Dispelling nutrition myths, ranting, and occasionally, raving

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Food and mood

Ran into a former classmate the other day and she mentioned her interest in food and mood. That reminded me that I started writing this blog post a couple of months ago and then forgot to complete it. Oops. So… Here we go…
A number of studies have found a link between food and mood. Just like my (now not so recent) post about diet and aggression discussed, food can have an huge impact on your psychological well being. A recent article in the Huffington Post reported on several studies. These studies showed that regularly consuming foods such as commercial baked goods and fast food was linked with increased depression. There may be other factors at play here as unhealthy behaviours tend to go together. For example, someone who consumes an unhealthy diet is probably more likely to be sedentary, smoke, consume alcohol, etc than is someone who consumes a healthy diet.
If food can affect your mood then what’s the best diet for good mental health? Pretty much the same diet as is best for your physical health. That’s a diet that’s high in vegetables and fruits and whole grains and low in processed foods and meat. Some more specific dietary tips that might improve your mood include:
  • Make sure that you’re drinking enough water. Sometimes you may be feeling lethargic because you’re a little dehydrated. A drink of water may help you wake-up and increase your energy.
  • Eat fatty fish (such as salmon, mackerel, and sardines) a couple of times a week (or take an omega-3 supplement). Omega-3s are important for brain function and may help boost your mood, as well as improving your cholesterol profile.
  • Deficiency in vitamin B6, though uncommon, can result in depression. To ensure you’re getting enough B6 consume foods such as, animal protein foods, spinach, potatoes, bananas, salmon, and sunflower seeds.
  • Don’t skip meals! And make sure that you consume protein and a complex carb at every meal. This will help to keep your blood sugar steady. Dips in blood sugar can result in weakness and irritability.
  • Do you ever find yourself bingeing on carbs when you’re feeling sad? You could actually be self-medicating. That’s because carbs increase the level of serotonin in your brain which is a mood booster. The problem is that simple carbs (like white bread) will ultimately lead to a crash later leaving you feeling even lower than when you began eating. Instead of gorging on cookies, try having a sweet potato or whole grain crackers with peanut butter.
  • Low B12 and low folate levels have been found in many studies of depressed patients. This doesn’t mean that lack of these vitamins are the cause of their depression but there’s no harm in making sure that you’re getting enough of these vitamins. B12 is only found in animal foods like meats, yoghurt, cheese and fortified breakfast cereals. Folate is found in leafy green vegetables (think spinach, asparagus, kale, and broccoli), legumes, oranges, and enriched cereals.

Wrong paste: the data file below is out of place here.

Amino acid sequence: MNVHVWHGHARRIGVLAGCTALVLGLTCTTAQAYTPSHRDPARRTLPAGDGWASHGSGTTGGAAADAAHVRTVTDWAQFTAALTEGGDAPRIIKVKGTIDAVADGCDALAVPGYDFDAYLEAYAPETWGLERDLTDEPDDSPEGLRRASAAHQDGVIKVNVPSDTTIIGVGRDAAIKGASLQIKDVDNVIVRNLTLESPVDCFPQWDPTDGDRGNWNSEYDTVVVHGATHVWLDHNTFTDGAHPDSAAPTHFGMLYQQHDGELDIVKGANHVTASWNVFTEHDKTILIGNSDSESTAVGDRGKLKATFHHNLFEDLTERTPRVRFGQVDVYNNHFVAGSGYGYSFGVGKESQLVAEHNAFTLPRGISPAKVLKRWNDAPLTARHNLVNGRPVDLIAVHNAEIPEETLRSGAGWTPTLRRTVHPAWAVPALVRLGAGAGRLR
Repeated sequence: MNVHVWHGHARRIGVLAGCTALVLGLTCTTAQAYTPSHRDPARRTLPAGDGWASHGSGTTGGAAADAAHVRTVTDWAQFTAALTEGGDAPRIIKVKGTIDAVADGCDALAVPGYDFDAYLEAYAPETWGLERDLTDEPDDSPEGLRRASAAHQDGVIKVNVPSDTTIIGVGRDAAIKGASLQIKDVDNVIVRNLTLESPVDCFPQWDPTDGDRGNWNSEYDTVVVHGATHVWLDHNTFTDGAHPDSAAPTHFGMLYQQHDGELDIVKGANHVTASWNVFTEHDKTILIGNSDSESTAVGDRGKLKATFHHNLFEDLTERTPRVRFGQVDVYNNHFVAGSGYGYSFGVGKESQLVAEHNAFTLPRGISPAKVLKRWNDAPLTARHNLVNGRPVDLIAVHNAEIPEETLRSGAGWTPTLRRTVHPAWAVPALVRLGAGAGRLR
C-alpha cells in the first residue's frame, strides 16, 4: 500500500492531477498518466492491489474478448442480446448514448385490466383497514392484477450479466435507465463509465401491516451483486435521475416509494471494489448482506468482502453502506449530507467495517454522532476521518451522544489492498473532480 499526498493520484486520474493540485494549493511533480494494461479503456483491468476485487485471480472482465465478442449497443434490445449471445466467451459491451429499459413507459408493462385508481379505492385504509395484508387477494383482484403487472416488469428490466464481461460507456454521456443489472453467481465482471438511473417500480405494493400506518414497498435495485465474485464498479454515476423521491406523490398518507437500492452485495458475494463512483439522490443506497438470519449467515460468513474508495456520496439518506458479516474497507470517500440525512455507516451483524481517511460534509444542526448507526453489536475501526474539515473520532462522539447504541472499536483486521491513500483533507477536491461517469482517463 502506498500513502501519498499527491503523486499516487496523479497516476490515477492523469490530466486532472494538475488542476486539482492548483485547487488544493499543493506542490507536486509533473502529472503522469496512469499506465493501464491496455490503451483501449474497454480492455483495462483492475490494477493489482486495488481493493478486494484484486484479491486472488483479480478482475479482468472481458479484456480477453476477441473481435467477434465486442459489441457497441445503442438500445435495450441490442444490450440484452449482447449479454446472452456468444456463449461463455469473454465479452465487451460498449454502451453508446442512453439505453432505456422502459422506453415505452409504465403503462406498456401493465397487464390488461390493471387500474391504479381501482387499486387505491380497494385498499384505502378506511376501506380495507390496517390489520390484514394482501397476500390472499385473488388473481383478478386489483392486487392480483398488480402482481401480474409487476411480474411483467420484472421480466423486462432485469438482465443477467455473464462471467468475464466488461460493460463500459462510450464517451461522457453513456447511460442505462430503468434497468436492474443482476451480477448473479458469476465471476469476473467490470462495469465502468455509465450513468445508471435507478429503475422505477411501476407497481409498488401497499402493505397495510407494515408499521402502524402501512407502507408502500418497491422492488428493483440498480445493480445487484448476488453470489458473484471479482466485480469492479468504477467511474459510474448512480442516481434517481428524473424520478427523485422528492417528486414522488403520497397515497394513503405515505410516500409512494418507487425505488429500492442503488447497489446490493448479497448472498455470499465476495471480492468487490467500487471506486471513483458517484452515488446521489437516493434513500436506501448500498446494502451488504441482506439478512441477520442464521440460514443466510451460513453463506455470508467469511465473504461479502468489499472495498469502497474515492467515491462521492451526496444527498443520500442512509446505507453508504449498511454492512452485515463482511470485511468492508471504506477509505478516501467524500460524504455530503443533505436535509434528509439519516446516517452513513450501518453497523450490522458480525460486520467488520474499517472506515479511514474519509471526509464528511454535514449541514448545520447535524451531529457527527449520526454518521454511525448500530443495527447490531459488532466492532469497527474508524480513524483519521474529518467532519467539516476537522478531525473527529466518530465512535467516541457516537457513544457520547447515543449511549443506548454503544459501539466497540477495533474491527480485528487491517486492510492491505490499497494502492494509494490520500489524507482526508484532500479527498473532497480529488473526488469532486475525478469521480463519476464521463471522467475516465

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Is that doughnut making you depressed?

According to a recent study published in The International Journal of Obesity high-fat diets may lead to “depressive-like behaviour”. This study, which looked at a comparison of mice fed a low-fat diet and mice fed a high-fat diet, found that mice on the high-fat diet exhibited certain depressive-like behaviours. These included avoiding open areas and increased immobility during a swimming test. Of course, these results were reported as Rich, fatty comfort foods can lead to depression, study finds in the Globe and Mail. Now, it may well be true that a high-fat diet can increase risk of depression but it’s a huge leap to make that conclusion based on this study. Firstly, the study was looking at mice not humans. Any sort of animal study may not be directly translatable to humans, and laboratory conditions certainly do not mimic conditions of our daily lives. Secondly, the study found the high-fat diet led to depressive-like behaviour not depression. There is a huge difference there. A little bit of lethargy may be a sign of depression but is not necessarily clinical depression. Thirdly, it’s difficult to compare the diet the mice were fed to our diet and even more of a stretch to say that “comfort foods” can lead to depression. I doubt that these mice were being fed mac and cheese or doughnuts to up their fat intake (and even if they were, who are we to say what constitutes comfort food for a mouse?). Finally, the researchers made the mice obese, it wasn’t just the consumption of fatty foods that caused them to exhibit “depressive-like behaviour”. We can’t say if it was the high-fat diet that made them exhibit these behaviours or simply the obesity which could be caused by the over consumption of any or all macronutrients. So, do rich, fatty comfort foods make us depressed? I don’t know. I sure can’t tell based on this study alone. My advice, eat a balanced diet including carbs, protein, and fat and don’t worry too much that you’re going to develop depression because you indulged in a cookie.